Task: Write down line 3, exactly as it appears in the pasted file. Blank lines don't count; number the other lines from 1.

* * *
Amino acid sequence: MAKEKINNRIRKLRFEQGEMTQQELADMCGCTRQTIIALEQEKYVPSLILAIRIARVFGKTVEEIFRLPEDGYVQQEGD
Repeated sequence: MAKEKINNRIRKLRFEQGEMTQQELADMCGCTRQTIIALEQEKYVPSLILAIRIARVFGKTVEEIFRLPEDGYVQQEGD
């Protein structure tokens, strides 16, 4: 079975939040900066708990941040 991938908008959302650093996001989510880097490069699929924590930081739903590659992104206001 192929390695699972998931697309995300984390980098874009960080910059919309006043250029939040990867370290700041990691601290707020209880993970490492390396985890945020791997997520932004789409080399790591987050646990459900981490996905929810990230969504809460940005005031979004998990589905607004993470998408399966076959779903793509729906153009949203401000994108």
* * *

């Protein structure tokens, strides 16, 4: 079975939040900066708990941040 991938908008959302650093996001989510880097490069699929924590930081739903590659992104206001 192929390695699972998931697309995300984390980098874009960080910059919309006043250029939040990867370290700041990691601290707020209880993970490492390396985890945020791997997520932004789409080399790591987050646990459900981490996905929810990230969504809460940005005031979004998990589905607004993470998408399966076959779903793509729906153009949203401000994108």